Shinji, as has already been mentioned, is the main character. Shinji is the simple son of a widowed diving woman, and at the start of the story he works on a small fishing boat to support himself, his mother and his younger brother. Shinji is physically strong; in fact, Mishima describes him as being able to "swim around his home island five times without stopping." He is a hard worker, possibly his primary virtue. But the one ideal that Mishima stresses in Shinji above all is the desire to do what is right. Although Shinji isn't perfect, according to Mishima: "Shinji had a sort of haphazard respect for moral things. And even more because he had never yet known a woman, he believed he had now penetrated to the moralistic core of woman's being." That stormy night with Hatsue, when she had told him not to go further than a kiss, he was naïve enough to believe that this was the primary factor in a woman's morality. However, this, combined with his desire for the girl and his desire to do the right thing, persuaded him to wait for marriage with Hatsue. To get there, however, he would have to win the contest which the plot of the book becomes.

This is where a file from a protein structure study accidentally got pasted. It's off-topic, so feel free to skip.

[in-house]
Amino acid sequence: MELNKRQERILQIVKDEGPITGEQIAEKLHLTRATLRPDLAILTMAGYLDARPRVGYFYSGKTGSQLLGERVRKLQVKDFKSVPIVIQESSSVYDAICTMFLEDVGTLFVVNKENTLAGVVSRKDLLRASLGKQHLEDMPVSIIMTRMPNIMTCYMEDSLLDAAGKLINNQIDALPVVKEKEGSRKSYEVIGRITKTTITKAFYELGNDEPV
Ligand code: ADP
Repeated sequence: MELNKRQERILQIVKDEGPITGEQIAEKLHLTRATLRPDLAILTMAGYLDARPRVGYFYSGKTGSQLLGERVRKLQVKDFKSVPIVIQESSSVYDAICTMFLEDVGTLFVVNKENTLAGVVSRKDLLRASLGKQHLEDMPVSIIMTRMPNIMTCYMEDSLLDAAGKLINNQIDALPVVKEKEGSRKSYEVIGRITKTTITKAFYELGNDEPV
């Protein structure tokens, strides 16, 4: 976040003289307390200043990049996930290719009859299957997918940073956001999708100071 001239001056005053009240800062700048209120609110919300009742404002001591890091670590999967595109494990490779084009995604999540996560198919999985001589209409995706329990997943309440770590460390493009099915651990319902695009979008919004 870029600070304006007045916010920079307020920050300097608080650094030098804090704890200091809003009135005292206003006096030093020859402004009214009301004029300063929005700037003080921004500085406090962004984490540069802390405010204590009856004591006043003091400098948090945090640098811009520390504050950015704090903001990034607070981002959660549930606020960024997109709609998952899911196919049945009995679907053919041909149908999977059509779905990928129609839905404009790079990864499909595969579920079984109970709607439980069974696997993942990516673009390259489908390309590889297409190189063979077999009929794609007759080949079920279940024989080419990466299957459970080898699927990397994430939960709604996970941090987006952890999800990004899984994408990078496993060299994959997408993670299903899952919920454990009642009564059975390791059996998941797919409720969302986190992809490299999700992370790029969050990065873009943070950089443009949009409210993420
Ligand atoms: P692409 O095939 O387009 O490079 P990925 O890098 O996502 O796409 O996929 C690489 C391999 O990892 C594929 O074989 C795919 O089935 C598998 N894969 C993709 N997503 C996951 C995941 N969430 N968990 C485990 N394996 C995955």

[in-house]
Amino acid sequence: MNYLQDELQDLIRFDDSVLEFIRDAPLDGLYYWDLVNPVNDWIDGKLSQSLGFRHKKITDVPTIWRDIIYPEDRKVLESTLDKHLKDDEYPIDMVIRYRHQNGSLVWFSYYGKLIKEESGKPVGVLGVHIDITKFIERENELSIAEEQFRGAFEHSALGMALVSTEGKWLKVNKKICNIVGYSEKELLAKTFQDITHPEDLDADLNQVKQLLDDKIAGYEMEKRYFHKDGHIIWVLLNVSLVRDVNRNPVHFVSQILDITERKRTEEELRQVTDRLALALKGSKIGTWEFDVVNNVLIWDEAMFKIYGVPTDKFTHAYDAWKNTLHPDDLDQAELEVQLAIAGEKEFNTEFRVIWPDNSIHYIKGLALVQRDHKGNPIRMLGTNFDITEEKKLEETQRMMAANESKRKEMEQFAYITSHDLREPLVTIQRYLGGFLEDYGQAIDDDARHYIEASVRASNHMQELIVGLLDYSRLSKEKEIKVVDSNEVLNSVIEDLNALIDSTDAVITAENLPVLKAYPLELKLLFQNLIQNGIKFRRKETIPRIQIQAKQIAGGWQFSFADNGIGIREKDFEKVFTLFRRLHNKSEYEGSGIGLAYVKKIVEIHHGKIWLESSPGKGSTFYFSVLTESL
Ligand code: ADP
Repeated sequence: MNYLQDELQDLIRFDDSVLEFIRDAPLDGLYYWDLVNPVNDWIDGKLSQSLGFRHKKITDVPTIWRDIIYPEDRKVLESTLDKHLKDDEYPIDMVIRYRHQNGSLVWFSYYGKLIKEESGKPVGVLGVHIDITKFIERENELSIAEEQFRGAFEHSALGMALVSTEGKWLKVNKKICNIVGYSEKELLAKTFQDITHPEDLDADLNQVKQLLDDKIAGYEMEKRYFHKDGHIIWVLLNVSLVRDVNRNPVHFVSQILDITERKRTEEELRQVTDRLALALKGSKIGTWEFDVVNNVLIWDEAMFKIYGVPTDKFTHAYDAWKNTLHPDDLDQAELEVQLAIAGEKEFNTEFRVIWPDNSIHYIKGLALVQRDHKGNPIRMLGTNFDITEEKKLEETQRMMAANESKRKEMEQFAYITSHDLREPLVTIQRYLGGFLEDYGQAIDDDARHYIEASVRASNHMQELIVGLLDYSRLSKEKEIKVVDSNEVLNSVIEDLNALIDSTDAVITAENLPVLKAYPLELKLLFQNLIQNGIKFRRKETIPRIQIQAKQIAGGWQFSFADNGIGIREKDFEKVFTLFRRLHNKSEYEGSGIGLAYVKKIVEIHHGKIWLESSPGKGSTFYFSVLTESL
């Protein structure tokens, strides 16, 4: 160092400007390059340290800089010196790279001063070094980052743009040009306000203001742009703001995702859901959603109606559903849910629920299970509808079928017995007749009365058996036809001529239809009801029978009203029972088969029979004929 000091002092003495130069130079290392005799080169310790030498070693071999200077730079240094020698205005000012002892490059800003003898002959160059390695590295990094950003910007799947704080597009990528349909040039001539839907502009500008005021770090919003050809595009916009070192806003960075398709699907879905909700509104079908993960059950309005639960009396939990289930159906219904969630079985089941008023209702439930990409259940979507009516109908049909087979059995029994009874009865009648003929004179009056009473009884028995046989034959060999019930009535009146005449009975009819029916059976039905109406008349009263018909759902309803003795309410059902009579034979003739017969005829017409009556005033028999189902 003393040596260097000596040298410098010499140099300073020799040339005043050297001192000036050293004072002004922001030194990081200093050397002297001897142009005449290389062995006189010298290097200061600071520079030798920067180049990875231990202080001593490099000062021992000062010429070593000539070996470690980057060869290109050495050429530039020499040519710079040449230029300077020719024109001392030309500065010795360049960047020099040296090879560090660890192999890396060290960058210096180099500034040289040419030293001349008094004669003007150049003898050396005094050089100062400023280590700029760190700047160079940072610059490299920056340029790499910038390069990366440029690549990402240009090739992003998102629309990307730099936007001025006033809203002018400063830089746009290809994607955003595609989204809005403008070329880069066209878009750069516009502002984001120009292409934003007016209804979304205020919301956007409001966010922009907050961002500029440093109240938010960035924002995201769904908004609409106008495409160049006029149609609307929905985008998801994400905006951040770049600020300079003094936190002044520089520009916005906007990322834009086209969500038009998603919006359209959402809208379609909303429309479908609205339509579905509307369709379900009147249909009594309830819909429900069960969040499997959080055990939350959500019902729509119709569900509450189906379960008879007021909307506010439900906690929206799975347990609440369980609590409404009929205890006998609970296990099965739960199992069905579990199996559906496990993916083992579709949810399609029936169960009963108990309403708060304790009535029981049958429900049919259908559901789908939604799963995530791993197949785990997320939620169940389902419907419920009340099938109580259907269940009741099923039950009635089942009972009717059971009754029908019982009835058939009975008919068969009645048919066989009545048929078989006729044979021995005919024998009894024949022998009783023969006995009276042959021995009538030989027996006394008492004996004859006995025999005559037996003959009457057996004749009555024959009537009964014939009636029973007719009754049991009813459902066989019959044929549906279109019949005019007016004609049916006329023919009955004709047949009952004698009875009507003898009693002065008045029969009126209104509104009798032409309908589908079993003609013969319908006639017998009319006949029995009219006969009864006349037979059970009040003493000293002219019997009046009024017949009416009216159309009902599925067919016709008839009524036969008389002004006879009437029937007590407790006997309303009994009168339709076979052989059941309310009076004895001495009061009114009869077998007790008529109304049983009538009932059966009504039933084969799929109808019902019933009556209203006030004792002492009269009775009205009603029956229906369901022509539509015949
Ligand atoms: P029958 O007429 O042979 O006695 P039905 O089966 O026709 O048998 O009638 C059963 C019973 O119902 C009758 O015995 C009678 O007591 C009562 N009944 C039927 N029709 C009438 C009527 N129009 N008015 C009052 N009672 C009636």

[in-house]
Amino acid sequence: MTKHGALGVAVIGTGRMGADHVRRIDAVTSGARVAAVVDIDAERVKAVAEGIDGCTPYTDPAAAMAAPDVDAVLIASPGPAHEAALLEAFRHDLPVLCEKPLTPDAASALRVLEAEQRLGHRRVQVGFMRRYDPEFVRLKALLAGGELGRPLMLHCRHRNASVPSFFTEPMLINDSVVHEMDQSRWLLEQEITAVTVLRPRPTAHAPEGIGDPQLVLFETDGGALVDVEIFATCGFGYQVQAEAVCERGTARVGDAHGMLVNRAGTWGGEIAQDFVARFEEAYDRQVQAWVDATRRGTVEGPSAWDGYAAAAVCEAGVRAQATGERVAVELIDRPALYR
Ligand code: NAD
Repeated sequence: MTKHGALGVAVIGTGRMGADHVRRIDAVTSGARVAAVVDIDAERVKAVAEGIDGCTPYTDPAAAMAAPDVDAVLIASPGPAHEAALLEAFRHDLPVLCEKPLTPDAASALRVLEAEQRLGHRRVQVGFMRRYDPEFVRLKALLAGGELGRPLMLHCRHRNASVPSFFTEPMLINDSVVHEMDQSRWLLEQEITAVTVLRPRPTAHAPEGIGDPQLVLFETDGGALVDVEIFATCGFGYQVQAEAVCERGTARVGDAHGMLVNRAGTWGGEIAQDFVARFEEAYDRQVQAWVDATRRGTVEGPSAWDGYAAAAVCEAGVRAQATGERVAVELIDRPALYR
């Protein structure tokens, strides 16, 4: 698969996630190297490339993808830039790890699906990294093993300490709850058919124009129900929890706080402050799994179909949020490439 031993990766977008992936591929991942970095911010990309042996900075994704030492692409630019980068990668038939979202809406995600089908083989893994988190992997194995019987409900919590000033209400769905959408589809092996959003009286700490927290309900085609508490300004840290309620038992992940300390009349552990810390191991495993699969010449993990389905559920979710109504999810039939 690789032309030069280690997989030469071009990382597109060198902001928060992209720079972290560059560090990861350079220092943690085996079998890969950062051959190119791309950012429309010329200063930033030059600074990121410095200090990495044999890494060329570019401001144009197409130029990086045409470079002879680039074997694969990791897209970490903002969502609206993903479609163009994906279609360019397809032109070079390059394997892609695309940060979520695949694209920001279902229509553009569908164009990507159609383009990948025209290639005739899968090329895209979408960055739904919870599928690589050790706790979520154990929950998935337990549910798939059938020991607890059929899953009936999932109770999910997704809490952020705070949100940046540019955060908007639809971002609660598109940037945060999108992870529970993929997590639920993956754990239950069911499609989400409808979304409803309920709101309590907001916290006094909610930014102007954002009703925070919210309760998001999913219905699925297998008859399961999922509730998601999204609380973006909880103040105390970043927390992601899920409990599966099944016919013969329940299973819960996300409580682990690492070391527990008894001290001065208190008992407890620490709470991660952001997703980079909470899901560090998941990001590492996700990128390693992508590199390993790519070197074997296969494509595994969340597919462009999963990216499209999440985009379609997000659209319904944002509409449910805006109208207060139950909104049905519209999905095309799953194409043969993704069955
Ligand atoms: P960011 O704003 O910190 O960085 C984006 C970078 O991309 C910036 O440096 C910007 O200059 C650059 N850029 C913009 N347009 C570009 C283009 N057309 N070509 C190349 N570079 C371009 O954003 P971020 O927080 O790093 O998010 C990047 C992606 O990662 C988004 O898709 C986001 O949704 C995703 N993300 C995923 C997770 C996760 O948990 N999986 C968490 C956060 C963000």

Until now the second contender in the book hasn't been mentioned. This other boy's name is Yasuo, and he is the rich, presumptuous eldest son of a higher-up family in the village. Yasuo is portrayed in the novel as a victim of western culture. He was conceited and arrogant to begin with, but he was also "addicted" to American pulp fiction and a would-be greaser. This seems to be the reason, in Mishima's mind, that Yasuo not only thought Shinji had taken Hatsue's virginity, but that if Shinji could do it, then so could he. Yasuo tested this theory out just a short while later in the dark hours of the morning, when Hatsue went out to get her family's water for the day. However, one of his Western affectations -- a glow-in-the-dark watch -- proves his undoing. " watched the girl's strong hands ... as she filled the buckets ... and the sight quickened his imagination with delightfully carnal pictures of her healthy young body. All the time the luminous watch of which Yasuo was so proud, strapped above the hand with which he was holding onto the branch of the beech tree, was giving off its phosphorescent glow . . . this aroused a swarm of hornets in the nest fastened to this same branch and greatly excited their curiosity." Yasuo went on to attempt three times to pin Hatsue down and have his way, but each time a hornet would sting him and gave the girl the opportunity to flee. Eventually out of kindness Hatsue agrees not to tell her father what he tried to do as long as he hauled the water back to her house. Yasuo's jealousy and ambition, combined with what he had read in pulp-fiction magazines, inspired him to try to rape, or in his words, "seduce" Hatsue. In contrast, Mishima is quick to point out that Shinji is ignorant of sex outside of simple curiosity, innocent, and as such is willing to wait until Hatsue is ready.